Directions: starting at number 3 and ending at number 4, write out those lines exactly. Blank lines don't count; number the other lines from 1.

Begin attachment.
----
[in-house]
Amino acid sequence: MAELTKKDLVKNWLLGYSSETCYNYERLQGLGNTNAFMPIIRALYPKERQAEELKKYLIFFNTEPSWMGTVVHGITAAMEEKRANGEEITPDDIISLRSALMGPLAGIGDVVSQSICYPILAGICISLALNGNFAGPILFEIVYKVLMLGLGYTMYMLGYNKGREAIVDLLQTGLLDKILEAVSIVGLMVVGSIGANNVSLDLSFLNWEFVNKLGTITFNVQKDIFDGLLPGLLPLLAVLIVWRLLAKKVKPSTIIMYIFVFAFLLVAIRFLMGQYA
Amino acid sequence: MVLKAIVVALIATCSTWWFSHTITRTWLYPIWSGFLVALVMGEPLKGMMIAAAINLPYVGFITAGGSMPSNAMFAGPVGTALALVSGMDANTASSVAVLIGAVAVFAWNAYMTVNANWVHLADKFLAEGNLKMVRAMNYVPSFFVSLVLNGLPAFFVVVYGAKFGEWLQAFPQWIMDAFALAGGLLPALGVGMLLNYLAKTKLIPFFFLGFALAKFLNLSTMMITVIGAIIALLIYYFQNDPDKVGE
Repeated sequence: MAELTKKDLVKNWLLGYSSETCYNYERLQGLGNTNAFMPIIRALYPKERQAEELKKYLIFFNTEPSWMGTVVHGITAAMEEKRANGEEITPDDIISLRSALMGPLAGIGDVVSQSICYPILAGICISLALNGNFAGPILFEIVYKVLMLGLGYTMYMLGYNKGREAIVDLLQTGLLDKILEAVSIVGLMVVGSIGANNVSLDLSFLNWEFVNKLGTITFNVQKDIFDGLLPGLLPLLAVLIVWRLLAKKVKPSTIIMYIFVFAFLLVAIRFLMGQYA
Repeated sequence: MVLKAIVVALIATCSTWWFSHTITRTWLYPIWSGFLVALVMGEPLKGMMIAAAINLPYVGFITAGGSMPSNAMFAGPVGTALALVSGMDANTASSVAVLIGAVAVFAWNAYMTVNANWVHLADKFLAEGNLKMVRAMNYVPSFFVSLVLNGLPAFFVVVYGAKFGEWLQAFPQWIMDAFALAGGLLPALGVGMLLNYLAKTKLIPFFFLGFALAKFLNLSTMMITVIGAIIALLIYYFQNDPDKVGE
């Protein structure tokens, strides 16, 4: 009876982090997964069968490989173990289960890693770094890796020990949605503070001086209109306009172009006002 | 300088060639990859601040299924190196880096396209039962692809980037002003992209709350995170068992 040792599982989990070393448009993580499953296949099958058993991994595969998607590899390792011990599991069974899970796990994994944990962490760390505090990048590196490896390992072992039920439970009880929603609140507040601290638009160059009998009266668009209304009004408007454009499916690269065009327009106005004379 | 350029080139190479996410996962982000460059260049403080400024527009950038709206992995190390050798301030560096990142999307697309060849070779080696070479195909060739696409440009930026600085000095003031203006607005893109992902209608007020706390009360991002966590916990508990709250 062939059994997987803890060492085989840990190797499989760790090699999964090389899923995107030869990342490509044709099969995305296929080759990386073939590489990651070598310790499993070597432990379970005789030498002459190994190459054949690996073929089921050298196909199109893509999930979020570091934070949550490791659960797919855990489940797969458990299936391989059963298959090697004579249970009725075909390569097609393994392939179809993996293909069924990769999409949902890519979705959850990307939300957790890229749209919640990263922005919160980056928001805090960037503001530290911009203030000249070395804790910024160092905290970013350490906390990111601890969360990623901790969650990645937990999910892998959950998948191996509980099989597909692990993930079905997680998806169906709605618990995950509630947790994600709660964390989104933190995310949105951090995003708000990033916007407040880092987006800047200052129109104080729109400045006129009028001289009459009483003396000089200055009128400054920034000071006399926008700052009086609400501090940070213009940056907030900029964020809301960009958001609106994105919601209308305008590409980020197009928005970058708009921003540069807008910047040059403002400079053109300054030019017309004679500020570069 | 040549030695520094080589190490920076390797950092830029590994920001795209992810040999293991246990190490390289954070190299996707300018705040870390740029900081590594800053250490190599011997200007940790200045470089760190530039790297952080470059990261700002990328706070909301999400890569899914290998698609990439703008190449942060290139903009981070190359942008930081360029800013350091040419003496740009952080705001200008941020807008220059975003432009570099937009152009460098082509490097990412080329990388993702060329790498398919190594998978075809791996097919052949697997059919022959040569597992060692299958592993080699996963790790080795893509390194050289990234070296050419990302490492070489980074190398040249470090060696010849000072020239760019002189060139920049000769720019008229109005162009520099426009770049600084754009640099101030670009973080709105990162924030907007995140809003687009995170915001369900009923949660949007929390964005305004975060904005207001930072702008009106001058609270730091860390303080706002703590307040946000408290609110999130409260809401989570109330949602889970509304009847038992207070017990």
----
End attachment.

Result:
Amino acid sequence: MVLKAIVVALIATCSTWWFSHTITRTWLYPIWSGFLVALVMGEPLKGMMIAAAINLPYVGFITAGGSMPSNAMFAGPVGTALALVSGMDANTASSVAVLIGAVAVFAWNAYMTVNANWVHLADKFLAEGNLKMVRAMNYVPSFFVSLVLNGLPAFFVVVYGAKFGEWLQAFPQWIMDAFALAGGLLPALGVGMLLNYLAKTKLIPFFFLGFALAKFLNLSTMMITVIGAIIALLIYYFQNDPDKVGE
Repeated sequence: MAELTKKDLVKNWLLGYSSETCYNYERLQGLGNTNAFMPIIRALYPKERQAEELKKYLIFFNTEPSWMGTVVHGITAAMEEKRANGEEITPDDIISLRSALMGPLAGIGDVVSQSICYPILAGICISLALNGNFAGPILFEIVYKVLMLGLGYTMYMLGYNKGREAIVDLLQTGLLDKILEAVSIVGLMVVGSIGANNVSLDLSFLNWEFVNKLGTITFNVQKDIFDGLLPGLLPLLAVLIVWRLLAKKVKPSTIIMYIFVFAFLLVAIRFLMGQYA